I don’t believe Bush lied about WMD in Iraq. I do believe it was stupid to invade Iraq if we believed they had them. If in Saddam’s certain fear of defeat he decided to lash back, his release of Weaponized small pox (which was one of our fears if you remember the national smallpox vaccination campaign just prior to our invasion) would have devastated our nation and our world with the death toll in the hundreds of millions. Some things simply don’t add up. Why?

Chuck


*************

Washington Times
February 25, 2007
Pg. B4

McCain Vs. Rumsfeld

By Terence P. Jeffrey

When then-Director of National Intelligence John Negroponte published his Annual Threat Assessment last month, he admitted a startling fact. We know where al Qaeda's leaders are hiding.

"Al Qaeda's core elements are resilient," he wrote. "They continue to plot attacks against our homeland and other targets with the objective of inflicting mass casualties. And they continue to maintain active connections and relationships that radiate outward from their leaders' secure hideout in Pakistan to affiliates throughout the Middle East, Northern Africa and Europe."

Interestingly, no leader of either party has called for invading Pakistan to shut down this "secure hideout" for the people who attacked America on September 11, 2001.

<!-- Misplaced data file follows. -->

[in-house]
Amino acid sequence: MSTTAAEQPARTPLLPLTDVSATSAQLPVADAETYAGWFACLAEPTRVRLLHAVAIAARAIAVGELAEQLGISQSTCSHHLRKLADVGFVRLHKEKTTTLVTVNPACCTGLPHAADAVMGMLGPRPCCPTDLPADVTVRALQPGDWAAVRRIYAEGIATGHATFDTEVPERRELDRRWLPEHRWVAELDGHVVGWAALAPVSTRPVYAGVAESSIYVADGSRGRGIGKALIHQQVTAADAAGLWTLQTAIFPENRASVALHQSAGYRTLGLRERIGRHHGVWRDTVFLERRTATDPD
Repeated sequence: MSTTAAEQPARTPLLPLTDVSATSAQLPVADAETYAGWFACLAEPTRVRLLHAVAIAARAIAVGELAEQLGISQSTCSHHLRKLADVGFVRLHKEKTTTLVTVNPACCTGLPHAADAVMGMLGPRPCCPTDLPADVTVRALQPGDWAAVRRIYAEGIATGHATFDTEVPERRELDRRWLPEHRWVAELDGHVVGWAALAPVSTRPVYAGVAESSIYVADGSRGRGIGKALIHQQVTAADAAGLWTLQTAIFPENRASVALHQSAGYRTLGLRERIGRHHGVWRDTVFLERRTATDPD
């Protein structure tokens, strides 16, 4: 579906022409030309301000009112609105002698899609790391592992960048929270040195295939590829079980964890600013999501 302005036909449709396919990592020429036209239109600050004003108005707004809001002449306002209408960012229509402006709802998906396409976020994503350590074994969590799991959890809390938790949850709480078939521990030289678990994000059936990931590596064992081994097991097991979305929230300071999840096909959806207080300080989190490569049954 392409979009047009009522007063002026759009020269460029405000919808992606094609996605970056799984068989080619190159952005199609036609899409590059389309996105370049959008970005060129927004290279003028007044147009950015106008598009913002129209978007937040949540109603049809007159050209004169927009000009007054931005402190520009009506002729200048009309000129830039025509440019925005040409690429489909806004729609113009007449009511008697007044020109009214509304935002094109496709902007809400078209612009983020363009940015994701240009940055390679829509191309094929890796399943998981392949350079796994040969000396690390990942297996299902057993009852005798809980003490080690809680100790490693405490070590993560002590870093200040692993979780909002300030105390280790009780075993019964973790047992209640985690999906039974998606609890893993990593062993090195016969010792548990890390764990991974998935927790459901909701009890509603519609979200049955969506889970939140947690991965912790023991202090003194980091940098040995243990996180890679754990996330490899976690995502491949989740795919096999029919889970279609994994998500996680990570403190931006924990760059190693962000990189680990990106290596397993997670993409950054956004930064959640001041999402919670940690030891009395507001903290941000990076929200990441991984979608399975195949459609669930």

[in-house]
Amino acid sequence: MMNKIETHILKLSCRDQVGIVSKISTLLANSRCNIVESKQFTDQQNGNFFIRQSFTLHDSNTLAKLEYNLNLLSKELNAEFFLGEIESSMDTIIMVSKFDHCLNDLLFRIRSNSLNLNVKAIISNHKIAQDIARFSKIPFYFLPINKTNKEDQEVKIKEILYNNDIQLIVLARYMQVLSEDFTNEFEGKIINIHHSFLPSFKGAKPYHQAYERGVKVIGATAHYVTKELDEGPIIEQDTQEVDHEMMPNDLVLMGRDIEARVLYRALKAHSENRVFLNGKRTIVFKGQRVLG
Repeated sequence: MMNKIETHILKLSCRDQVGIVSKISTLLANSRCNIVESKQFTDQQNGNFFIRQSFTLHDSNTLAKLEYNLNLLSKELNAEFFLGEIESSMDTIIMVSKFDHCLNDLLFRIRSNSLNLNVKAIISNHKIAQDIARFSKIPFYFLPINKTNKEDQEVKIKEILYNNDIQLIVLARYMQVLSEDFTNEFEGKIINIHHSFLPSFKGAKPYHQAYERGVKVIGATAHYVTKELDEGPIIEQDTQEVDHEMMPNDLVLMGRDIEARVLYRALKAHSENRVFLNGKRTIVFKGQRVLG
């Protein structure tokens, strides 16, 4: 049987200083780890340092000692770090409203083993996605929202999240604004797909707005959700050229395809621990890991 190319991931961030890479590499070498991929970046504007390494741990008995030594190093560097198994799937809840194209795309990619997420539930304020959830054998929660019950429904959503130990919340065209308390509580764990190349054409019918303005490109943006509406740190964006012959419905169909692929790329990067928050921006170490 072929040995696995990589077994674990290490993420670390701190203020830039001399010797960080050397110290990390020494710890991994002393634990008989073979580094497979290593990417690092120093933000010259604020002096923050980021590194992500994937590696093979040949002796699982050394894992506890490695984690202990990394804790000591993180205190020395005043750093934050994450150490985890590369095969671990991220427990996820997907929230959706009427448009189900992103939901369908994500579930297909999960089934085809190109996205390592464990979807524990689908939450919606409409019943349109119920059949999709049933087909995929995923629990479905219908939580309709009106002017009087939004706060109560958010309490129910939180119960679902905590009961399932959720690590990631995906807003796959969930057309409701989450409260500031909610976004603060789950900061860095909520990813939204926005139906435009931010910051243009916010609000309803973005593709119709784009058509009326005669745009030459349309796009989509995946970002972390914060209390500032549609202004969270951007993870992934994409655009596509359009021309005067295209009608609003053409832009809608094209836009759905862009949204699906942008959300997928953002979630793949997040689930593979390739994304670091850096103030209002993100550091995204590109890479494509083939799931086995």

Keeping that in mind, consider something Sen. John McCain said Monday about former Defense Secretary Donald Rumsfeld.

"We are paying a very heavy price for the mismanagement, that's the kindest word I can give you, of Donald Rumsfeld, of this war," said Mr. McCain, Arizona Republican. "I think Donald Rumsfeld will go down in history as one of the worst secretaries of defense in history."

But which is more responsible for the tough situation we face in Iraq today: Donald Rumsfeld's management of the military or the assignment of that military to an impractical political mission promoted by John McCain and President Bush?

Under Mr. Rumsfeld, our armed forces swiftly accomplished the core military mission in Iraq. They removed the perceived threat posed by Saddam Hussein's regime. After that, the U.S. mission in Iraq was essentially political, not military -- and in Mr. McCain's view that meant a U.S. "commitment to revolutionary democratic change."

This was central to the moral case for the war, Mr. McCain argued in a March 2003 op-ed in The Washington Post: "The true test of our power, and much of the moral basis for its use, lies not simply in ending dictatorship but in helping the Iraqi people construct a democratic future. This is what sets us aside from empire builders: the use of power for moral purpose." As nice as this may sound, it is wrong.